This may or may not help in your situation.
1) Some Seagate drives don't report SMART data correctly. Personally I've only seen it on their short-lived SSD line, but I suppose it could happen on a spinner also.
2) Some drive monitoring programs simply pull the SMART data wrong, or report it wrong. Some SSDs have SMART values that do not exist on spinning drives, such as for TB read and written from host, and some have it also for TB read and written to NAND. I've seen GPartEd / PartedMagic tell me that a perfectly good SSD was failing because the apps skipped an entry for TB read and written, causing the app to display 3 trillion CRC errors rather than 3 trillion bytes read. Said differently, those lines reported in the SMART reporting utilities differ considerably from app to app and drive to drive.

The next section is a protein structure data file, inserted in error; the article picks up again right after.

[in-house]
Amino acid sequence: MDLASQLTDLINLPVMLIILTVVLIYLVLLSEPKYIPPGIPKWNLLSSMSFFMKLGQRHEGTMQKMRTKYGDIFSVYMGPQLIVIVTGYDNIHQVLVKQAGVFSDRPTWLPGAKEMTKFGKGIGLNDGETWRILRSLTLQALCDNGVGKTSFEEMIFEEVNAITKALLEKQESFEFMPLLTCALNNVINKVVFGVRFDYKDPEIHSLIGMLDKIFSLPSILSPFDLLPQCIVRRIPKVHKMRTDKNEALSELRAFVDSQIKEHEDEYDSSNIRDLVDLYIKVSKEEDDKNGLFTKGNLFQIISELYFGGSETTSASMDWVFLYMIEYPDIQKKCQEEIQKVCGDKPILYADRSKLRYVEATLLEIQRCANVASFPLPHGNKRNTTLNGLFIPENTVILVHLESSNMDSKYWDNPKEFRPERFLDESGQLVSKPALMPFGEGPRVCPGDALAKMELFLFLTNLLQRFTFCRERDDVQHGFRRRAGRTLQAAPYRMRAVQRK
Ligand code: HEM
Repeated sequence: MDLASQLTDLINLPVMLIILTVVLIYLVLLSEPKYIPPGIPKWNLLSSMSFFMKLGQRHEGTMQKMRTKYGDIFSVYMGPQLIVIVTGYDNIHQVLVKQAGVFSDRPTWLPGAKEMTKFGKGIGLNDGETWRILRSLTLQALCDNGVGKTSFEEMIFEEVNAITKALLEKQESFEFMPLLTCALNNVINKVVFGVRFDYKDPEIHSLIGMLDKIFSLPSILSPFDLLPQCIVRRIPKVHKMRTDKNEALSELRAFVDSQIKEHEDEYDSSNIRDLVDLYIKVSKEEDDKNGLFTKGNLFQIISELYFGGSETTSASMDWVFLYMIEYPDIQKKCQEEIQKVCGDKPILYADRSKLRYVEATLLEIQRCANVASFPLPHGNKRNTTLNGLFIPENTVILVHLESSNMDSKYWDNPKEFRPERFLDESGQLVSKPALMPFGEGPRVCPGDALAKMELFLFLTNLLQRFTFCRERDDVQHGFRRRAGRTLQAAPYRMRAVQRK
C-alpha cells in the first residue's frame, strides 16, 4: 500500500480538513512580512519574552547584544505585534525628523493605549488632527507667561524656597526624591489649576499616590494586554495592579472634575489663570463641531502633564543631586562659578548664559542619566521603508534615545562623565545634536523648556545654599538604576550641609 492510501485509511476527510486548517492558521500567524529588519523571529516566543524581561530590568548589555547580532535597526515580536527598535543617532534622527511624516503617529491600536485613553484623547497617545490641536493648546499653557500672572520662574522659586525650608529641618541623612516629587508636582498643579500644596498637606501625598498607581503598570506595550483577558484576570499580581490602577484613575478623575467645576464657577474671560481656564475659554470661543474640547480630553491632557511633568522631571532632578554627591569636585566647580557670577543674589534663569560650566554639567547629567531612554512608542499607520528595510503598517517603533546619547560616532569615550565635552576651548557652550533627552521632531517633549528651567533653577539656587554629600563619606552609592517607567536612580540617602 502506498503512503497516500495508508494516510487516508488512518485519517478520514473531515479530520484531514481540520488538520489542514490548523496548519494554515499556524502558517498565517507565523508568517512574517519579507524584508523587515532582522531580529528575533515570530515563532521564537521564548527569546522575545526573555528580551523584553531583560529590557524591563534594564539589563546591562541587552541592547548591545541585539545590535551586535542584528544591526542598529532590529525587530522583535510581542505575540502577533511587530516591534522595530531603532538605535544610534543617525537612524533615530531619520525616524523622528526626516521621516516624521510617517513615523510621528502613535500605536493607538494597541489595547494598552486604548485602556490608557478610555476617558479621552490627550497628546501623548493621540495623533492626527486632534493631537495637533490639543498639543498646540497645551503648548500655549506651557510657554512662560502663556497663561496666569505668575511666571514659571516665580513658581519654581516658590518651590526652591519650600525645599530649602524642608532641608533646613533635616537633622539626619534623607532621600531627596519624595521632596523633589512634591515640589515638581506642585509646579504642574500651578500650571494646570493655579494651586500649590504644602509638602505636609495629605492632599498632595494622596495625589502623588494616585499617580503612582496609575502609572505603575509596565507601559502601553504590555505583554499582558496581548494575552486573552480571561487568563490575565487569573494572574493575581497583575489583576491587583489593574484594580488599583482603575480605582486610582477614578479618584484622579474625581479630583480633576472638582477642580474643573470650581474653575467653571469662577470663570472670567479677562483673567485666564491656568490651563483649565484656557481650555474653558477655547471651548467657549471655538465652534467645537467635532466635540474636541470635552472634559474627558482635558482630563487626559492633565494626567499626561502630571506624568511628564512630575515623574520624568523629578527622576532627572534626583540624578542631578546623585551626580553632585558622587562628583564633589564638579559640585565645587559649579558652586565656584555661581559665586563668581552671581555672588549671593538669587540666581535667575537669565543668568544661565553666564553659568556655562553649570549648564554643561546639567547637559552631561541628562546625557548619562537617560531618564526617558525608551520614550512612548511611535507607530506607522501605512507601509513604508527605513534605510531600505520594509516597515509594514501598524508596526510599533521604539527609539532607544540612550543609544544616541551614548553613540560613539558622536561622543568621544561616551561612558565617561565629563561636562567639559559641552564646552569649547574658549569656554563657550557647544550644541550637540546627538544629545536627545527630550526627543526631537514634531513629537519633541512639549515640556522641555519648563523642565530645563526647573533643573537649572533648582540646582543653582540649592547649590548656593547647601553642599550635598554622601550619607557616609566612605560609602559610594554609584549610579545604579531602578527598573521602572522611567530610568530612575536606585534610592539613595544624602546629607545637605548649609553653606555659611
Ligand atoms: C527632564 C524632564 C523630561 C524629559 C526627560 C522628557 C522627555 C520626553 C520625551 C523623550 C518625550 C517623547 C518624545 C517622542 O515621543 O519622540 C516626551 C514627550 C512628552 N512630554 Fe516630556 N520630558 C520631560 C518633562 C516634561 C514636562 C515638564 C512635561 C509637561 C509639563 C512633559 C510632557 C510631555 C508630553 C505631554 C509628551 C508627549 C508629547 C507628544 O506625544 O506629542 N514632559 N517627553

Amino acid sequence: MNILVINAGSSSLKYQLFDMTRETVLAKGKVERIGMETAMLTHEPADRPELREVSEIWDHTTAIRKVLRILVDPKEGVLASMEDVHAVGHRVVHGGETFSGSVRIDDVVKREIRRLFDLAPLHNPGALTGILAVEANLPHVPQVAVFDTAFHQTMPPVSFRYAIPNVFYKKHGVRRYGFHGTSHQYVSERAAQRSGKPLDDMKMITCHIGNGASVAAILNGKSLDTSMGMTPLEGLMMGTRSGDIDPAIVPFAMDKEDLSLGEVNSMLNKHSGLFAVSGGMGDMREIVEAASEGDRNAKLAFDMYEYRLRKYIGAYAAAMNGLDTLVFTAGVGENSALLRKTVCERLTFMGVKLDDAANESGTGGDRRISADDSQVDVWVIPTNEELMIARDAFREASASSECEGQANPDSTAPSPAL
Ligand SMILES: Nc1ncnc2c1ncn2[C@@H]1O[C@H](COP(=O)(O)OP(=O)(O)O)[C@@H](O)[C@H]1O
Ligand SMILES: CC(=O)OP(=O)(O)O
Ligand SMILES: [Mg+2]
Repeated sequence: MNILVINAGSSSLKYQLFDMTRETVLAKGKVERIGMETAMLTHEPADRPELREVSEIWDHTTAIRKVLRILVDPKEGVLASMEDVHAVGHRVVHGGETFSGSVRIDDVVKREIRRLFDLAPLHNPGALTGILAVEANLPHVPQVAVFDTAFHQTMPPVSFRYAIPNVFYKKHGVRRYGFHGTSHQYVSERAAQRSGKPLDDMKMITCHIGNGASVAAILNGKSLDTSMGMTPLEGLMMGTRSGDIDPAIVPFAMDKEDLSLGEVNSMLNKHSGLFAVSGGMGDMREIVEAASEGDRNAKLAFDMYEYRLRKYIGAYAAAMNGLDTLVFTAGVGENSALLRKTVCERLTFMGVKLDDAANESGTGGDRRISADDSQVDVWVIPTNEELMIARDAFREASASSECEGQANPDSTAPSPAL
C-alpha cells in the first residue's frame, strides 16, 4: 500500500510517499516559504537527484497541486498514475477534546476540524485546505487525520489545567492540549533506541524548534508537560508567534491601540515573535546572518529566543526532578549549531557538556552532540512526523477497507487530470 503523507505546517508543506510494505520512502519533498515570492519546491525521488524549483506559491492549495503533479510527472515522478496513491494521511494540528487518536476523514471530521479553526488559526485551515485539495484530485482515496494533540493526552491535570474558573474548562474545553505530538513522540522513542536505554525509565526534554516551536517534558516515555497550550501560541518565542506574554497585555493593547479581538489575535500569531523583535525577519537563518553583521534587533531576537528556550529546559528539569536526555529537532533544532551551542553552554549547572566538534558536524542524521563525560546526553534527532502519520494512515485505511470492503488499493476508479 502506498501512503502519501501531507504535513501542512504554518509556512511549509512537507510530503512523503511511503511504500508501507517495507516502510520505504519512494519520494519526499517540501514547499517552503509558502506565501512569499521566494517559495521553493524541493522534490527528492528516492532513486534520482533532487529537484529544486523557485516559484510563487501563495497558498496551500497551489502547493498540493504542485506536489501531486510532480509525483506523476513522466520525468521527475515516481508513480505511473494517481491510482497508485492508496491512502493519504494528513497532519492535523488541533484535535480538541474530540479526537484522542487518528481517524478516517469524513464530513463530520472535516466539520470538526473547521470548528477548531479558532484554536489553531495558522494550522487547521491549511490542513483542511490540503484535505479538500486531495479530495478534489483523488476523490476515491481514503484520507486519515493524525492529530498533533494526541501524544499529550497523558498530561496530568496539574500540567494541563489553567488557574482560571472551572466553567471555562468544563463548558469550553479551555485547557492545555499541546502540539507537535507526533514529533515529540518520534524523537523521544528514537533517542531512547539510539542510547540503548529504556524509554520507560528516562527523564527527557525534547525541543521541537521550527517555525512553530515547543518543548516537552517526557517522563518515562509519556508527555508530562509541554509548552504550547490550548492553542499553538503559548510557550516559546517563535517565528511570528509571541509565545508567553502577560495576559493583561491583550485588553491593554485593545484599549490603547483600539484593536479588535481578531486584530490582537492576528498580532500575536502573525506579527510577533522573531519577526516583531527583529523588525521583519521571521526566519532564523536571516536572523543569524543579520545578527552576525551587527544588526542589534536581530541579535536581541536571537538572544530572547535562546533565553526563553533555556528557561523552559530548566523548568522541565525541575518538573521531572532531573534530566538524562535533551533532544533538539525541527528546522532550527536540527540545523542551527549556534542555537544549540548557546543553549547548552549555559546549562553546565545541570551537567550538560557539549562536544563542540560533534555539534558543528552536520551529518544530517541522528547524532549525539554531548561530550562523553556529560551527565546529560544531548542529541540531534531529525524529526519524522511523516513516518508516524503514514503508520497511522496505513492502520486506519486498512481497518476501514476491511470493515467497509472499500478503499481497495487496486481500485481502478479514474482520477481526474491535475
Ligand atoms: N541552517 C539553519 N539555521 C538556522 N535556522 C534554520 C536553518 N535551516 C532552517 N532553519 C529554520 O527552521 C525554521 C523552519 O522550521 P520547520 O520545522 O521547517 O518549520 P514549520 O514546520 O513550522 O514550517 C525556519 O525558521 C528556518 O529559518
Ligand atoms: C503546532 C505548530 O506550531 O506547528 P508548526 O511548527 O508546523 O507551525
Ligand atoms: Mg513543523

3) HD Tune is useless. Sorry but true. CrystalDiskInfo is much more accurate, most of the time. Be sure to go to Function -> Advanced Feature -> Raw Values and report them in 10(Dec). Now its starts to make sense.
4) My experience only, but SeaTools is absolutely useless. The ONLY thing it's useful for is getting Seagate to take a failing drive back.
5) You probably know, but be aware that only a few SMART values mean anything to the consumer. And see this attached pic for what I mean about entries specific to SSDs (at the bottom).